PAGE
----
Maya Plisetskaya, prima ballerina assoluta of the Bolshoi Ballet, brought the dance to ``Making Music Together,'' Boston's Soviet-American arts festival. She starred in ``The Lady With a Small Dog,'' which she choreographed to music by her husband, Rodion Shchedrin. And she was accompanied by a contingent of Bolshoi dancers. ``She has brought a show which is based on Russian authors more than on showing our performing talents,'' said Bolshoi soloist Olga Ivanova at a reception. ``This will give the audience a taste of what Russian art is all about.''
``The Lady With a Small Dog'' was a long pas de deux for the diminutive, red-haired Plisetskaya as Anna Sergeyevna and Boris Yefimov as Gurov. Yefimov, who has partnered Plisetskaya for seven years, described his job as ``keeping out of the ballerina's way,'' and added that every night Plisetskaya gives a completely new performance. The ballet evoked the Chekhov story beautifully with sets by Valery Levantal that added a cinematic richness.
A seaside scene in Yalta, 1899, evaporated to show Plisetskaya walking a dog on a boardwalk, the sea moving behind her. At times the couple would be surrounded by a tableau of high society figures - dancers artfully posed, dressed to the nines in white. The figures would vanish, leaving the couple isolated in their romance. Moscow scenes featured vignettes that melted in and out of a snowstorm to show how Gurov was pining for Anna. The music was all nostalgic chimes and quiet sighs.
The choreography was essentially a series of lifts, with Plisetskaya trailing her beautiful arms and showing off brilliantly pointed feet as she floated along. This was appropriate to the story, which, for all its romantic ups and downs, has a feeling of suspended animation.
Plisetskaya said her inspiration for choreography comes from the music, and that in this case the composer - her husband - had plenty to say about how to stage the ballet. The music seemed always to support the movement, however. It was a far more successful work than ``Carmen Suite,'' choreographed by Alberto Alonso.
Plisetskaya's ``Anna Karenina'' has its American premi`ere Wednesday night, and her ``The Seagull'' opens here April 2. She said she felt the opportunity to bring her repertoire, and Shchedrin's, to the United States was very special. But she has often worked outside of the Soviet Union, and is now artistic director of the National Ballet of Spain.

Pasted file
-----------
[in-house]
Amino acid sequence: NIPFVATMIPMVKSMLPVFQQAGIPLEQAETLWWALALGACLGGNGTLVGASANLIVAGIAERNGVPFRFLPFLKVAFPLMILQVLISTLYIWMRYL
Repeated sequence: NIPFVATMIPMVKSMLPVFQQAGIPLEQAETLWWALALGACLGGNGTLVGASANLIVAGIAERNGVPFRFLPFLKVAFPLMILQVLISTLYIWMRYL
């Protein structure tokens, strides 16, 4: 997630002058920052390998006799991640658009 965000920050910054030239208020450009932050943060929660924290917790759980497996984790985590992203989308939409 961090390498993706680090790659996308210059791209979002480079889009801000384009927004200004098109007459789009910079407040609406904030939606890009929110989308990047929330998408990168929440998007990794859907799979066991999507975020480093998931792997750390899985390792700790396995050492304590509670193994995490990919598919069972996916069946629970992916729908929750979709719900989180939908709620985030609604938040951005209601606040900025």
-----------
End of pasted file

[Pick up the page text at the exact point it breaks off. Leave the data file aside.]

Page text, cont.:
Unlike the Soviet musicians, the dancers will not work with American counterparts in the festival. But a dance exchange is simmering on the back burner for soloists Andris Liepa and Nina Ananiashvili. Invited last month to learn three Balanchine ballets and perform them with the New York City Ballet, they now hope Peter Martins, ballet master in chief, will go to Moscow to set Balanchine's ``Apollo'' on the Bolshoi.
Ananiashvili found Balanchine's work full of challenges.
``Even though he makes use of the classics in his ballets, you find movements in them that you rarely find in our ballets,'' she said through an interpreter.
``For instance, we have some big leaps, which you don't find at all in his ballets, but they dance very fast.'' Neither Liepa nor Ananiashvili realized how hard they had worked until they returned to Moscow.
``This period was absolutely unforgettable for us - 20 days in New York,'' said Ananiashvili. ``We hope we'll meet with them again. Now they're our friends and acquaintances. When things turn out well, you have a lot of positive feelings. It's sad when it ends.''
With Bolshoi performances running through April 2 in Boston, a possible visit by Peter Martins to Moscow, and the Boston-to-Moscow half of ``Making Music Together'' scheduled for 1989, the end is not yet in sight.
Our March 21 feature on Soviet dance in Boston's ``Making Music Together'' festival gave the wrong date for a coming performance. It should have said that ``The Seagull,'' with choreography by Maya Plisetskaya and music by her husband, Rodion Shchedrin, opens March 31, and a repeat performance is scheduled for April 2.